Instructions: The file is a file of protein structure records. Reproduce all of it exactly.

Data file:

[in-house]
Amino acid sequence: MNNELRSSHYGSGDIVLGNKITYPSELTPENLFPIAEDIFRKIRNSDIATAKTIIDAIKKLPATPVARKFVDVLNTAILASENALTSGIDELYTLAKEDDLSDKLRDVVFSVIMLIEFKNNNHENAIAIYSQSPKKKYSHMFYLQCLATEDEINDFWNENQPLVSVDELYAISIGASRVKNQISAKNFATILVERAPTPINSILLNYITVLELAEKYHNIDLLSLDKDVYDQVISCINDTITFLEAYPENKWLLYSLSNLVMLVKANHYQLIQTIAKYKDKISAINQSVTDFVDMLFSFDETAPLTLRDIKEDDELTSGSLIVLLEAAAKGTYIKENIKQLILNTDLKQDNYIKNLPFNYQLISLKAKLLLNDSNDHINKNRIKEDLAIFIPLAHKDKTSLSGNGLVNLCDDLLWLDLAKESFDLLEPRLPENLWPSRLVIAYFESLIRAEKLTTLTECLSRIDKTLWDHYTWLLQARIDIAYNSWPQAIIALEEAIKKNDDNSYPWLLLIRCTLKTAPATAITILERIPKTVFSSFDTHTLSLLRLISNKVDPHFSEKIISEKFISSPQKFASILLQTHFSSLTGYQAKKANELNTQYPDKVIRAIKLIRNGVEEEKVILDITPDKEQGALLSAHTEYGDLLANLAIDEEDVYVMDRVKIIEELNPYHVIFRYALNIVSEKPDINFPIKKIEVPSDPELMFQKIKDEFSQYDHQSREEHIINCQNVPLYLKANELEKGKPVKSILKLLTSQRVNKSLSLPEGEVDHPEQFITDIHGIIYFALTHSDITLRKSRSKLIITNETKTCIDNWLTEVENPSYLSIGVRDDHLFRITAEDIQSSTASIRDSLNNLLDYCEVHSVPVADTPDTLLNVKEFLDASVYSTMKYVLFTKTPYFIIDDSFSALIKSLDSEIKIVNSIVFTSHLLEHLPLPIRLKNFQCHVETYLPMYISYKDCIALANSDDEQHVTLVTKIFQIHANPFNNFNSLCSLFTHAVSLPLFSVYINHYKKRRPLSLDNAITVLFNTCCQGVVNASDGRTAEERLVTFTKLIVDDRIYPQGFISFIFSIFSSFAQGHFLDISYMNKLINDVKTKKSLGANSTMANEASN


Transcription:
[in-house]
Amino acid sequence: MNNELRSSHYGSGDIVLGNKITYPSELTPENLFPIAEDIFRKIRNSDIATAKTIIDAIKKLPATPVARKFVDVLNTAILASENALTSGIDELYTLAKEDDLSDKLRDVVFSVIMLIEFKNNNHENAIAIYSQSPKKKYSHMFYLQCLATEDEINDFWNENQPLVSVDELYAISIGASRVKNQISAKNFATILVERAPTPINSILLNYITVLELAEKYHNIDLLSLDKDVYDQVISCINDTITFLEAYPENKWLLYSLSNLVMLVKANHYQLIQTIAKYKDKISAINQSVTDFVDMLFSFDETAPLTLRDIKEDDELTSGSLIVLLEAAAKGTYIKENIKQLILNTDLKQDNYIKNLPFNYQLISLKAKLLLNDSNDHINKNRIKEDLAIFIPLAHKDKTSLSGNGLVNLCDDLLWLDLAKESFDLLEPRLPENLWPSRLVIAYFESLIRAEKLTTLTECLSRIDKTLWDHYTWLLQARIDIAYNSWPQAIIALEEAIKKNDDNSYPWLLLIRCTLKTAPATAITILERIPKTVFSSFDTHTLSLLRLISNKVDPHFSEKIISEKFISSPQKFASILLQTHFSSLTGYQAKKANELNTQYPDKVIRAIKLIRNGVEEEKVILDITPDKEQGALLSAHTEYGDLLANLAIDEEDVYVMDRVKIIEELNPYHVIFRYALNIVSEKPDINFPIKKIEVPSDPELMFQKIKDEFSQYDHQSREEHIINCQNVPLYLKANELEKGKPVKSILKLLTSQRVNKSLSLPEGEVDHPEQFITDIHGIIYFALTHSDITLRKSRSKLIITNETKTCIDNWLTEVENPSYLSIGVRDDHLFRITAEDIQSSTASIRDSLNNLLDYCEVHSVPVADTPDTLLNVKEFLDASVYSTMKYVLFTKTPYFIIDDSFSALIKSLDSEIKIVNSIVFTSHLLEHLPLPIRLKNFQCHVETYLPMYISYKDCIALANSDDEQHVTLVTKIFQIHANPFNNFNSLCSLFTHAVSLPLFSVYINHYKKRRPLSLDNAITVLFNTCCQGVVNASDGRTAEERLVTFTKLIVDDRIYPQGFISFIFSIFSSFAQGHFLDISYMNKLINDVKTKKSLGANSTMANEASN